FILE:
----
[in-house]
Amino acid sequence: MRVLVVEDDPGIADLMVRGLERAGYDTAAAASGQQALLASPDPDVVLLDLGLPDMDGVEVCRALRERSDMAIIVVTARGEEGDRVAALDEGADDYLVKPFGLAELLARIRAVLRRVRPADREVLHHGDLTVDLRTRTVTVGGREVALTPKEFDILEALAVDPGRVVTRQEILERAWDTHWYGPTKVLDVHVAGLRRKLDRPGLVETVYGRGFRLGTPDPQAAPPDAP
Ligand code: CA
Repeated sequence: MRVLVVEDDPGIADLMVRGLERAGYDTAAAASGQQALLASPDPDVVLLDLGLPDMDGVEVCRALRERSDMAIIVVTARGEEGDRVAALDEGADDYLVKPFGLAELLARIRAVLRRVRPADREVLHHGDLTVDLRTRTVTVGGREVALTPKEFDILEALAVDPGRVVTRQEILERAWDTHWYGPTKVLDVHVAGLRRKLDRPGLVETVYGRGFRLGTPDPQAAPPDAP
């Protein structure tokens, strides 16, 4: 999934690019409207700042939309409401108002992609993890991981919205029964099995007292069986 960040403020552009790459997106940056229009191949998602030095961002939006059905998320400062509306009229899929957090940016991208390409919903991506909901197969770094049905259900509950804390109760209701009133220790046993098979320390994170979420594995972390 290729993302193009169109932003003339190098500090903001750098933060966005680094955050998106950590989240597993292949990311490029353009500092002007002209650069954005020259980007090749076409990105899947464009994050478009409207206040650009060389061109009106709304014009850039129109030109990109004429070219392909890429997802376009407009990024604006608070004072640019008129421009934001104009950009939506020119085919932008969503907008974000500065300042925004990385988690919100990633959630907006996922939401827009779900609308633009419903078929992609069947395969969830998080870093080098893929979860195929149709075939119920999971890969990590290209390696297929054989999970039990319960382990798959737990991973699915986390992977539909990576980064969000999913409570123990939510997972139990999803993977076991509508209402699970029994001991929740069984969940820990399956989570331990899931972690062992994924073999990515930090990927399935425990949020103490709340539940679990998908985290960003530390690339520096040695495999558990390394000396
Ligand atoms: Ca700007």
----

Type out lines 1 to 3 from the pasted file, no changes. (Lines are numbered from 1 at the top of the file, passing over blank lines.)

[in-house]
Amino acid sequence: MRVLVVEDDPGIADLMVRGLERAGYDTAAAASGQQALLASPDPDVVLLDLGLPDMDGVEVCRALRERSDMAIIVVTARGEEGDRVAALDEGADDYLVKPFGLAELLARIRAVLRRVRPADREVLHHGDLTVDLRTRTVTVGGREVALTPKEFDILEALAVDPGRVVTRQEILERAWDTHWYGPTKVLDVHVAGLRRKLDRPGLVETVYGRGFRLGTPDPQAAPPDAP
Ligand code: CA